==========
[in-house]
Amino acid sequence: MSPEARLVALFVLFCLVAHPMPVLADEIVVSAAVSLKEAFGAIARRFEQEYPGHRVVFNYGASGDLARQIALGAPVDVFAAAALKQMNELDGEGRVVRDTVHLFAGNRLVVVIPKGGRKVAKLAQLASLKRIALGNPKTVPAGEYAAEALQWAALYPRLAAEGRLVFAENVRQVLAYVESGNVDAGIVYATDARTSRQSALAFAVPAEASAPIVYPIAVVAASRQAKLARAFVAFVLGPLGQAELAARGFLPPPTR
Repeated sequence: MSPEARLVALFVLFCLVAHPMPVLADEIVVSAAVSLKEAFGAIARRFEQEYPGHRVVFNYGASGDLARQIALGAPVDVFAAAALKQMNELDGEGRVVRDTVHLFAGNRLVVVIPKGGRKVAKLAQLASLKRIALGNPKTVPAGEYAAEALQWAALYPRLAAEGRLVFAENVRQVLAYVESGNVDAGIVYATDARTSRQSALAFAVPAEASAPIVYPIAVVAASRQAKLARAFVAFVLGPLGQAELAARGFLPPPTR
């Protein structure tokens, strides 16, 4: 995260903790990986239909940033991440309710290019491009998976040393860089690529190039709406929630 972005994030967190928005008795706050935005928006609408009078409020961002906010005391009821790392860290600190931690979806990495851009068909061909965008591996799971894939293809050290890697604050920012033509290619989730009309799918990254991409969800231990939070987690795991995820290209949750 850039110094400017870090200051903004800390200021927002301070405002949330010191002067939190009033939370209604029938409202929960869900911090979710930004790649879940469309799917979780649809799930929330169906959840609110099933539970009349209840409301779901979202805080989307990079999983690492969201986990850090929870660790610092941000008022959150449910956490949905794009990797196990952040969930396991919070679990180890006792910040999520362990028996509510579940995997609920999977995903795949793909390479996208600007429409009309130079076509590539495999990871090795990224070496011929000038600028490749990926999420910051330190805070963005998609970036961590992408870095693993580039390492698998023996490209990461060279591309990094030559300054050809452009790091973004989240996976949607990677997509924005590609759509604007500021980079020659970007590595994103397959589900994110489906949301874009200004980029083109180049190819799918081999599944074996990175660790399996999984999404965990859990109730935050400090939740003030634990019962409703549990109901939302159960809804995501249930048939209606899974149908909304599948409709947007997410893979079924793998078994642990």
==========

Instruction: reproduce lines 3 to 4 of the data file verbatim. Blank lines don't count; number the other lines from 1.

Repeated sequence: MSPEARLVALFVLFCLVAHPMPVLADEIVVSAAVSLKEAFGAIARRFEQEYPGHRVVFNYGASGDLARQIALGAPVDVFAAAALKQMNELDGEGRVVRDTVHLFAGNRLVVVIPKGGRKVAKLAQLASLKRIALGNPKTVPAGEYAAEALQWAALYPRLAAEGRLVFAENVRQVLAYVESGNVDAGIVYATDARTSRQSALAFAVPAEASAPIVYPIAVVAASRQAKLARAFVAFVLGPLGQAELAARGFLPPPTR
């Protein structure tokens, strides 16, 4: 995260903790990986239909940033991440309710290019491009998976040393860089690529190039709406929630 972005994030967190928005008795706050935005928006609408009078409020961002906010005391009821790392860290600190931690979806990495851009068909061909965008591996799971894939293809050290890697604050920012033509290619989730009309799918990254991409969800231990939070987690795991995820290209949750 850039110094400017870090200051903004800390200021927002301070405002949330010191002067939190009033939370209604029938409202929960869900911090979710930004790649879940469309799917979780649809799930929330169906959840609110099933539970009349209840409301779901979202805080989307990079999983690492969201986990850090929870660790610092941000008022959150449910956490949905794009990797196990952040969930396991919070679990180890006792910040999520362990028996509510579940995997609920999977995903795949793909390479996208600007429409009309130079076509590539495999990871090795990224070496011929000038600028490749990926999420910051330190805070963005998609970036961590992408870095693993580039390492698998023996490209990461060279591309990094030559300054050809452009790091973004989240996976949607990677997509924005590609759509604007500021980079020659970007590595994103397959589900994110489906949301874009200004980029083109180049190819799918081999599944074996990175660790399996999984999404965990859990109730935050400090939740003030634990019962409703549990109901939302159960809804995501249930048939209606899974149908909304599948409709947007997410893979079924793998078994642990």